Few young African children have much opportunity to discover the joy of becoming absorbed in a book, either before or during school. In fact most children in Africa are expected to develop their languages and literacies from early childhood onward in environments totally inconducive to learning: among other things, the inspiration and power of stories in picture books in the eleven official South African languages (including English), is absent. The creation and production of a pan African set of Little Hands books by the Stories Across Africa (StAAf)1 project is an attempt to help change this situation. The books cover a range of themes intended to attract the attention of young children up to about six years of age. Some focus on early language development and concepts, such as the senses, animal sounds, comparisons, color, and number, while others are complete little stories. All are meant to stimulate and habituate reading for enjoyment in the mother tongue as well as other languages relevant to children in Africa. At the heart of the initiative is collaboration between individuals and groups working to enable a “culture of reading” in all of the five regions of Africa. To this end, a steering committee made up of individuals from Egypt, Ghana, Ethiopia, Rwanda, Tanzania, and South Africa have the task of stimulating regional involvement as well as creating contacts in the Diaspora.2 Creativity and skill in layout and design for multilingual texts is essential in a project of this nature. With Little Hands, a textless art template is first created for each book; the English language version then gets designed and set. After the English language version is set, each language is overlaid onto the art template. There is a constant layout and typesetting challenge for the graphic designer because of the varying lengths of translations in different language versions.3 It is difficult for a person who doesn’t know many or all of the languages she is working with (as is the likely present day scenario for most graphic designers) to deal with many different languages simultaneously—and mistakes easily happen. For this reason, sufficient time needs to be given for several sets of page proofs to be checked by language specialists in each language before going to print. A practical challenge relating to making a set of sixteen very small books is how to present and package them. The first Little Hands books were produced by the Project for the Study of Alternative Education in South Africa (PRAESA) in 2002. We were told then that bookshops and libraries were reluctant to house them because they were so small. “The books will walk!” said the librarians. Much thought thus went into discovering an economical and environmentally appropriate way to package the books for easy distribution, and positive reception in communities, libraries, or bookshops. The solution was a well-designed and attractive box to contain the books, display the language and give a brief description of the project. We decided to put the front covers of all the stories on the box, with the list of titles to encourage young readers to match the cover and title with the book inside. The decision was taken to remove all text from the covers of each book for the box, so that the dropping in of text in any language would be made as simple as possible. To further the aim of supporting the capacity of African publishers, co-publications with African publishers are being brokered by StAAf and by the South African publisher, New Africa Books. The intention is that participating publishers collaborate on a large print run, made up of several languages, thus benefiting from the low unit cost per set of books. They are then able to sell their books for profit. New Africa Books is presently discussing co-publications with several African publishers, including Bakame Publishing House (Rwanda), Shama Books (Ethiopia), and La Sahelienne (Mali). Future print runs of the books will include a royalty agreement between StAAf, who holds copyright of the books and the publisher(s). Any StAAf royalties will be dedicated toward ongoing children’s literature development, to fund the production of further...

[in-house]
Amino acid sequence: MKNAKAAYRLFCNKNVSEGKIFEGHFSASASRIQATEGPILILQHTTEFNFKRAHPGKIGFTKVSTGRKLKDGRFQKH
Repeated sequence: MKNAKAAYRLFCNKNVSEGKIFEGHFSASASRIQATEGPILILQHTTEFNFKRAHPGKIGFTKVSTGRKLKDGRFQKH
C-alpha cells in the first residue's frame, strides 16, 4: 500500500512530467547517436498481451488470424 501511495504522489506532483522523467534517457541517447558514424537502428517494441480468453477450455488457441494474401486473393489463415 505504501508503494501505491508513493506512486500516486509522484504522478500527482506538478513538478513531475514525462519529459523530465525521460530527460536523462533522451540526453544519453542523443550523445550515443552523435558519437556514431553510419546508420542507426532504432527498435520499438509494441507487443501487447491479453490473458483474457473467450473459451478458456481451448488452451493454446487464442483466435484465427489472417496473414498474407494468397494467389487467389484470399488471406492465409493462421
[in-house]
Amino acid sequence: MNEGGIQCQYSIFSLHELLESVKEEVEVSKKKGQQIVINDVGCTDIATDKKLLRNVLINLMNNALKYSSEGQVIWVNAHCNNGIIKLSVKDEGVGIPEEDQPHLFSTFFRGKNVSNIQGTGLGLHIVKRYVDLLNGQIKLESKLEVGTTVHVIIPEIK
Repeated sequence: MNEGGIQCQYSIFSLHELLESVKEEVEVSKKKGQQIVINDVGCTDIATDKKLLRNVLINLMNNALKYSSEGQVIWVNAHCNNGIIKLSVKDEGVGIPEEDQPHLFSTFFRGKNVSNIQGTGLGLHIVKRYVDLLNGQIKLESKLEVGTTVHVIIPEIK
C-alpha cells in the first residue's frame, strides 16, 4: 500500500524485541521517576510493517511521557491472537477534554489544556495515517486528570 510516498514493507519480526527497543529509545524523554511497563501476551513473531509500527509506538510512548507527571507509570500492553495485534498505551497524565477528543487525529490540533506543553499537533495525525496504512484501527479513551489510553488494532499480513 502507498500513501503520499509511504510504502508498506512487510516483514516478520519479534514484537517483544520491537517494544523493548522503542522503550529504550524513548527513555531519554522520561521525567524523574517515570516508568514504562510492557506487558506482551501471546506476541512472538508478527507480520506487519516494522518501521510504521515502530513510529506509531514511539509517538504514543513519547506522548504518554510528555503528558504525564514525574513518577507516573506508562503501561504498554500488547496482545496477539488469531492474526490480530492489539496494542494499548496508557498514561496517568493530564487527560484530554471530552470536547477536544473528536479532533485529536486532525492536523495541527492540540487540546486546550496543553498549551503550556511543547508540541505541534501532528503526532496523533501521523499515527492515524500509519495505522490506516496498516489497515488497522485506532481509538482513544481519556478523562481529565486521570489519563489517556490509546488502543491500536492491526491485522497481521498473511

Bloch